INSIDE THE NUMBERS
Don’t ever be one of those fantasy owners that gives too much credibility to the preseason. If you do, then you’d think the Seattle Seahawks are Super Bowl contenders and an offensive juggernaut (which they’re NOT). Through week 3 of the preseason, the Seahawks are the top-ranked offense, averaging 33.7 points per game. Last year they were the 21st overall offensive squad. So then, the truth probably lies somewhere in the middle for this year’s squad. Offensive improvement is in store, but expect the Hawks to move into the teens in overall offensive ranking.
Seattle has the 11th most difficult in the NFL, according to Vegas. With the stout San Francisco defense on their schedule twice, that doesn’t bode well for the Seahawk offense. They also face the entire AFC East and NFC North and even have to face the Dallas Cowboys in Week 2. So, it will be a tough road to tow for their offense, but many of these same opponents, as well as two against St. Louis and two against Arizona, make the Seahawk defense an attractive option.
Marshawn Lynch is quietly one of the most prolific running backs in the NFL. Last year, Lynch went into Beast Mode and put up 1,200 yards rushing, 12 TDs and even had 28 catches as well. That’s good enough for RB1 status. With some off-season legal issues with Lynch, and having just signed a nice big contract, will Lynch still perform at stud level? I expect so, and with other offensive upgrades, Lynch will have less defenses scheming against him.
Hopefully you’re not one of those fantasy owners that’s attracted to big names, like bugs are to a zapper. If so, then look away. The Seahawks signed Terrell Owens to some fanfare this offseason. Some were professing this is his big break. And others saw through it. If you haven’t had your draft yet, avoid TO at all costs. Seattle cut him and he may or may not catch on with another team. He has no fantasy value. Now or ever.
The Seahawks drafted running back Robert Turbin in the fourth round this year. And, Turbin has proven his worth in the preseason. Thus far he’s rushed for 151 yards and a touchdown averaging 4.4 yards per carry. This means Turbin has solidified his role as Lynch’s backup, and also warrants being drafted in almost all leagues, and definitely as a Lynch handcuff. Should Lynch get suspended or injured, Turbin is someone to consider starting every week and in keeper/dynasty leagues, Turbin has a lot of upside.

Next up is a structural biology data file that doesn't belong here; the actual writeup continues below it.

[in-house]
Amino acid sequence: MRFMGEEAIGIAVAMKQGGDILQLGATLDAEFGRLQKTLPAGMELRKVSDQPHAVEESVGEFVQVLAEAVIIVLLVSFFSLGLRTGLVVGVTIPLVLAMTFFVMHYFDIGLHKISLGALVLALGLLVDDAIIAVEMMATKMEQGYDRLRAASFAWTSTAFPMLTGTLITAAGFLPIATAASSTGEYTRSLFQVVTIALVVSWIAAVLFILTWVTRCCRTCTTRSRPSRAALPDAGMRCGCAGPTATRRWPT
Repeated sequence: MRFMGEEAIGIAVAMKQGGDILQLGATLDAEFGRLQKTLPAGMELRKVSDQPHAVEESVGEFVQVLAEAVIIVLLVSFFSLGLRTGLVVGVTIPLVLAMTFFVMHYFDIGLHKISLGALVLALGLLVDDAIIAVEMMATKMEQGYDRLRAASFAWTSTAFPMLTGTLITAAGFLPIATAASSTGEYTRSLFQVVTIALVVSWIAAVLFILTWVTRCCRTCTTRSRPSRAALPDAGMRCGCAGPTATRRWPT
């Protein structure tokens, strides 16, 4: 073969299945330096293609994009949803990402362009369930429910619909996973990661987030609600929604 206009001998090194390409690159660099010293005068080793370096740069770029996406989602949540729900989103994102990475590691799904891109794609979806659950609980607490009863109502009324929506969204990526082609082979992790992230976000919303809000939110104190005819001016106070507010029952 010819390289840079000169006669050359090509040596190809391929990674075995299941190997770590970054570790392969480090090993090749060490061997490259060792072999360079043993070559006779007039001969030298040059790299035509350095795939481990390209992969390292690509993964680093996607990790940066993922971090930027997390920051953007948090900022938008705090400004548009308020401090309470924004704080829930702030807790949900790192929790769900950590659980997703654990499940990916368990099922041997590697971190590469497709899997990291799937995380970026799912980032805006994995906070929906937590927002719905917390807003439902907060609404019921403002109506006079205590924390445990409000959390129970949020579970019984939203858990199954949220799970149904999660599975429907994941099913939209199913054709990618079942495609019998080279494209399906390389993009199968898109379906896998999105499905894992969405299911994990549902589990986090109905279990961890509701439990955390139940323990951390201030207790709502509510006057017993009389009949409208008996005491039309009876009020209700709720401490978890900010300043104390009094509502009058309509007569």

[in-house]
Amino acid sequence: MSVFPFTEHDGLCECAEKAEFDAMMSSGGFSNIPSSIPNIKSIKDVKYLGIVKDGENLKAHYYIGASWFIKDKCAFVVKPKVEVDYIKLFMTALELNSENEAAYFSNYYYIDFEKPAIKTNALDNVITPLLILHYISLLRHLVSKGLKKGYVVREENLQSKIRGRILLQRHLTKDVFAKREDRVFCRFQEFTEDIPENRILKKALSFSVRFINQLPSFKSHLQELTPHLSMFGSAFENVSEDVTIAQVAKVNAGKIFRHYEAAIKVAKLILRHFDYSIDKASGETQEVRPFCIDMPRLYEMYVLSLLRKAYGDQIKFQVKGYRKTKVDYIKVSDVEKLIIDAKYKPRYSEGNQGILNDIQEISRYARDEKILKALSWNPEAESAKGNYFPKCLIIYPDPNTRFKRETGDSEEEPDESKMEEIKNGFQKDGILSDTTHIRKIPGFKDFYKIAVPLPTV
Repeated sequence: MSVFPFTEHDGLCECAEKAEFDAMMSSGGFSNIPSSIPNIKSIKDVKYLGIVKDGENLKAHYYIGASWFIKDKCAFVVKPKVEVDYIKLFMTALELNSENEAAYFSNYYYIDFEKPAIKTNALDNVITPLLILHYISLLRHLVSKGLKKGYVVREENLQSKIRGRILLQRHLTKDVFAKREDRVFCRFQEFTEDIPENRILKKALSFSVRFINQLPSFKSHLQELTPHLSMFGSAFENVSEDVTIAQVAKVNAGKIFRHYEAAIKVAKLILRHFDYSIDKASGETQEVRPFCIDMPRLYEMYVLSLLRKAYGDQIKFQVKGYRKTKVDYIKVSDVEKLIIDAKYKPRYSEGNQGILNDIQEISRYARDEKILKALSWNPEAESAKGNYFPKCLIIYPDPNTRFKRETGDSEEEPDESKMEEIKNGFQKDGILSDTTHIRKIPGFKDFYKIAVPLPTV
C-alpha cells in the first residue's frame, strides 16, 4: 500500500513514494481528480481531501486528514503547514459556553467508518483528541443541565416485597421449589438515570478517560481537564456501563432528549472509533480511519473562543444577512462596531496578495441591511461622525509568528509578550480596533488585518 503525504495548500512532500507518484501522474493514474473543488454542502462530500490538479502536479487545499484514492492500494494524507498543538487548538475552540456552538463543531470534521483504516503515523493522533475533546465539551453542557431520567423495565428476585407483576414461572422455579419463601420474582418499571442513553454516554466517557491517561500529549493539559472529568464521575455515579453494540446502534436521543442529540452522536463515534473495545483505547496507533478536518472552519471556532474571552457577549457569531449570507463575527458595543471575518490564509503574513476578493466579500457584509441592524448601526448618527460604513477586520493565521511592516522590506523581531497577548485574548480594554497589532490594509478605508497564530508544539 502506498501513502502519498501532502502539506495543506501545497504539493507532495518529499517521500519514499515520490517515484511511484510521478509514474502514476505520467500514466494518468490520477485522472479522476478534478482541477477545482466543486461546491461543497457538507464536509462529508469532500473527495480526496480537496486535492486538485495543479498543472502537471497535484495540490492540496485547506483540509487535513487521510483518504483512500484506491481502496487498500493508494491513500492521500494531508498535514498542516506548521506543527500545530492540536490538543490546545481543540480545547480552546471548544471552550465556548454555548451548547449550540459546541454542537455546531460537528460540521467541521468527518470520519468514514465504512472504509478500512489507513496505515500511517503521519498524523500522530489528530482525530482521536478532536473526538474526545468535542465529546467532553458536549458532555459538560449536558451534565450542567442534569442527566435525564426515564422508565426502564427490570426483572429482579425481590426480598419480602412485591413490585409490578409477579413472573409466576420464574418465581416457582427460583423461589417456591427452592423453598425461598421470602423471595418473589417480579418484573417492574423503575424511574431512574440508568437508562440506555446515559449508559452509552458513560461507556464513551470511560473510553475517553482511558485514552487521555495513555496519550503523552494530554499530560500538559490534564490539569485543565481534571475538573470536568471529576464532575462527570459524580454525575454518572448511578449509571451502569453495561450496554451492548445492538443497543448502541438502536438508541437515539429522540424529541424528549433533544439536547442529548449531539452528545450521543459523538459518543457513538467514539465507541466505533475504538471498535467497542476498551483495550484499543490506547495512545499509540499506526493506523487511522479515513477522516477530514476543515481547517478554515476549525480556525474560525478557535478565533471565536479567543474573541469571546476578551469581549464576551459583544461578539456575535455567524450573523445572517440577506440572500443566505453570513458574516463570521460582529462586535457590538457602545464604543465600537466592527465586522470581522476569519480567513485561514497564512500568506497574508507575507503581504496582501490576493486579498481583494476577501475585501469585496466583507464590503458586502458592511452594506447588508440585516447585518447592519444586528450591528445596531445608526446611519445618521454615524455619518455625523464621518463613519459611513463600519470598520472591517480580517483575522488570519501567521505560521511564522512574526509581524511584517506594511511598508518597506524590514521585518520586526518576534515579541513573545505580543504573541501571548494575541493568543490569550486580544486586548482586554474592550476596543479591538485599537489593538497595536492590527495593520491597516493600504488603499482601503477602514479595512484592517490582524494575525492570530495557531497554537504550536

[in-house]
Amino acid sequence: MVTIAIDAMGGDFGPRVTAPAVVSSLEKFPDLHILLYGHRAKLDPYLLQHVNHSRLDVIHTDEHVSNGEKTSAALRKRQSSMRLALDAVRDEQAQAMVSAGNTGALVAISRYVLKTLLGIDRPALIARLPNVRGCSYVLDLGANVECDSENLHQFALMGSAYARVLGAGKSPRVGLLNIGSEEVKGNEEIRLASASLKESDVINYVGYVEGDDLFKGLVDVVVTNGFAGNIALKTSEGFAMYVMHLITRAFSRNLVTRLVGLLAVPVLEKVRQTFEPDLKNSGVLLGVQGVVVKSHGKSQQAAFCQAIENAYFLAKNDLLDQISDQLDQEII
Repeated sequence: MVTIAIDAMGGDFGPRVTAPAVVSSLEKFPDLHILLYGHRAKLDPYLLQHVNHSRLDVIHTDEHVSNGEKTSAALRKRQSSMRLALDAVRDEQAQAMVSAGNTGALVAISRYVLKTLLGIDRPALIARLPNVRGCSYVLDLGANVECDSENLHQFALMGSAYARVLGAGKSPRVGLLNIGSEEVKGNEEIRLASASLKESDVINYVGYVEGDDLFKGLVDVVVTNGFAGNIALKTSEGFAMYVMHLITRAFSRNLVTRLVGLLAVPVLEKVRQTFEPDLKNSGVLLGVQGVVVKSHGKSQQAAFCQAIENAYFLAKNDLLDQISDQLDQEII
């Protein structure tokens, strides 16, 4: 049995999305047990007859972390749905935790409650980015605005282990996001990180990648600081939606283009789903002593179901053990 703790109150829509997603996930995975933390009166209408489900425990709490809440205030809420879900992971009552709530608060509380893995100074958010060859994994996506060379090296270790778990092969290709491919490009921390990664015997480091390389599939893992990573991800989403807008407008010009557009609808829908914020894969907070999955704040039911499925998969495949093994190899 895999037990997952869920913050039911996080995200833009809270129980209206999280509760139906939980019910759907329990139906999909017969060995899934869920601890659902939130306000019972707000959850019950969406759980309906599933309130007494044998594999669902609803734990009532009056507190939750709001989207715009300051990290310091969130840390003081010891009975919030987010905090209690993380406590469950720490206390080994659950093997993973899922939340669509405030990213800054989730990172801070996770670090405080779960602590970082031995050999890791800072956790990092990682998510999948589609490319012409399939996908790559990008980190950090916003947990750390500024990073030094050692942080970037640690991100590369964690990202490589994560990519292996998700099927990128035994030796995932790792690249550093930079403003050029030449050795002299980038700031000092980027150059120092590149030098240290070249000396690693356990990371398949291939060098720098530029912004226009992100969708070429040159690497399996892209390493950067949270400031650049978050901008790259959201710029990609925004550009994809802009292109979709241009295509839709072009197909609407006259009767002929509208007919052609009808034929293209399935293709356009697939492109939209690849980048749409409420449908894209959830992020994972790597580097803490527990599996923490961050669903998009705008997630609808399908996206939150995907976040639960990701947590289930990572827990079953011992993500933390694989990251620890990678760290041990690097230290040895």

The Seahawks signed another veteran receiver, who comes with much less fanfare. Braylon Edwards arrived to Seahawks camp as someone who may not win a job. Edwards has survived the cuts and finds himself as a viable fantasy option in deeper leagues, and as a bye-week replacement. If Sidney Rice continues to have health issues, Edwards could make a sneaky play for your fantasy squad.
The Seahawks opened their checkbooks and paid Matt Flynn to come be the quarterback of the future. His only apparent competition for the job was Tavaris Jackson, who has now been shipped off to Buffalo. Little did fantasy owners or most experts see rookie Russell Wilson as the man who would beat out Flynn for the job under center. But with his preseason performance, that’s what appears to have happened in the Pacific Northwest. The 5’11” QB threw for 464 yards and 5 TDs in the preseason and scrambled all over the place for another 150 yards rushing. Meanwhile Flynn was quite pedestrian 102 passing yards and no TDs. It was Flynn’s job to lose, and that’s what he did. Wilson is rising up draft boards and is an intriguing fantasy player, especially in dynasty/keeper formats. I’m still not sold on Wilson and will likely recommend not reaching for him based on two preseason games. Consider Wilson a high risk/high reward guy. Meanwhile Flynn is someone to not draft, but keep on a watch list as a waiver wire snatch should Wilson struggle. If you’re in an especially deep league where you can have a big bench, Lynch would be a decent handcuff grab for those who take the chance on Wilson.
Zach Miller is an uninspiring fantasy tight end. More hype than anything else, Miller disappoints more times than not. But, in a league where you have to draft and start a tight end, you can do worse than Miller as your bye-week fill in at the tight end position. Just don’t expect too much from him and he will be fine on your bench. The equally-overrated Kellen Winslow is on the squad too, and you can almost flip a coin as to which of these guys you’ll want to disappoint your squad, and draft late in your draft (if you must).
Fantasy Football, NFL